How Does Homeowners Insurance Work?

How Does Homeowners Insurance Work?

How Does Homeowners Insurance Work?

Homeowners insurance pays to fix or rebuild your house after things like a fire, smoke damage, theft, vandalism, a tree falling on it, or damage from lightning, wind, or hail.

Most standard homeowner insurance policies also cover furniture, clothes, and other belongings. Also, they pay for medical bills and legal fees for people who get hurt on your property who don’t live with you, your family, or anyone else who lives there. In general, the same rules apply to renters insurance, condo insurance, and mobile home insurance.

Most standard policies also cover outbuildings like a garage, barn, or shed on your property, as well as outdoor grills or fireplaces, swing sets, walls, and fences. A swimming pool or other recreational equipment could also be covered, but higher-risk items like these might need extra insurance.

Artwork, jewelry, and other collectibles that are worth more than the standard coverage limits may not be covered by a standard policy. This is one reason why it’s important to read and understand the limits of any policy you’re thinking about getting, and to buy extra coverage if you need it.

Most standard home insurance plans don’t cover damage from earthquakes or floods. Most insurance companies offer these types of coverage for an extra fee, but not all of them may do so everywhere.

If your homeowners insurance company doesn’t cover floods, you may be able to get coverage through the National Flood Insurance Program, which is run by the Federal Emergency Management Agency. Policies from the NFIP are sold all over the country by independent agents.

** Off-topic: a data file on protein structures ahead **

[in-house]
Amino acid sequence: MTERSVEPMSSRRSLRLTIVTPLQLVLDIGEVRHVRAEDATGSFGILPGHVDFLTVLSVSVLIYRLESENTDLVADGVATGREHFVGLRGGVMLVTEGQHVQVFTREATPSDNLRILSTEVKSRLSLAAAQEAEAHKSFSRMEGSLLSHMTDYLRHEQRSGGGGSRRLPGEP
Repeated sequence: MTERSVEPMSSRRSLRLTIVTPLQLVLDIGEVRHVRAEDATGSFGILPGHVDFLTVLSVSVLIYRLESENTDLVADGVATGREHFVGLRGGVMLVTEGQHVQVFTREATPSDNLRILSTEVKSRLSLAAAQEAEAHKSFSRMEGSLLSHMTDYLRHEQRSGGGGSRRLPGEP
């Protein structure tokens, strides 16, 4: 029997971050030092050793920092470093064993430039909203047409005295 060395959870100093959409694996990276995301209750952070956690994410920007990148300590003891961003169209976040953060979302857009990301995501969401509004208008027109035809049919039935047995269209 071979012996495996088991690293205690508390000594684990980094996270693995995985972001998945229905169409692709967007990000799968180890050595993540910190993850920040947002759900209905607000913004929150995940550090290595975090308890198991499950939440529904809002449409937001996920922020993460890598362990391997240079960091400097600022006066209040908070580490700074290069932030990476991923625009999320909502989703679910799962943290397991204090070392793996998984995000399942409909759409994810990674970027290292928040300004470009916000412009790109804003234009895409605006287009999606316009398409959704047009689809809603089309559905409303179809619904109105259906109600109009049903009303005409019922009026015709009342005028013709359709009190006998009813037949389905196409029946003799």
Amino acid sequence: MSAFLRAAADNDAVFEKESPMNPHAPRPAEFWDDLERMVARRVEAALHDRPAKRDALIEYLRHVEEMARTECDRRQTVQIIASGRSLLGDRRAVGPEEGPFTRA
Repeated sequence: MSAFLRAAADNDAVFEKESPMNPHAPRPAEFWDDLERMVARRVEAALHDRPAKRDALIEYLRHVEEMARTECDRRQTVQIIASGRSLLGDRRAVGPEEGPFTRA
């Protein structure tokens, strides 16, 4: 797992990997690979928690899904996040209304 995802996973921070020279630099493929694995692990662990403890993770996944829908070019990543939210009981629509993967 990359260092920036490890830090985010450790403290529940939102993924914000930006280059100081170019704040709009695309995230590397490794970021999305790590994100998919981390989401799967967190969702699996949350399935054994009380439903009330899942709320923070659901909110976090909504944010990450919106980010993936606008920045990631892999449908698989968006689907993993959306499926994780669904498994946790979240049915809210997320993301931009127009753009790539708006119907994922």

Costs and requirements can be very different depending on how dangerous your area is. On the FEMA website, you can use an interactive flood map to find out how likely flooding is in your area.

Depending on your job, hobbies, and other factors, you may want to get extra coverage for a home office, specialized equipment or musical instruments, or high-end audio, video, or computer systems. You can also choose to cover identity theft or data loss.

Start with the most obvious things to figure out if you need more coverage than what’s included in a standard homeowners insurance policy. If you live in or want to buy a home in an area where earthquakes, wildfires, or bad weather are common, look for a policy that covers these things.

Next, figure out how much it would cost to replace big things like your furnace, water heater, roof, or even your whole house. Talk to an independent insurance agent, call insurance companies directly, or look at the companies’ websites to find out what their rules are.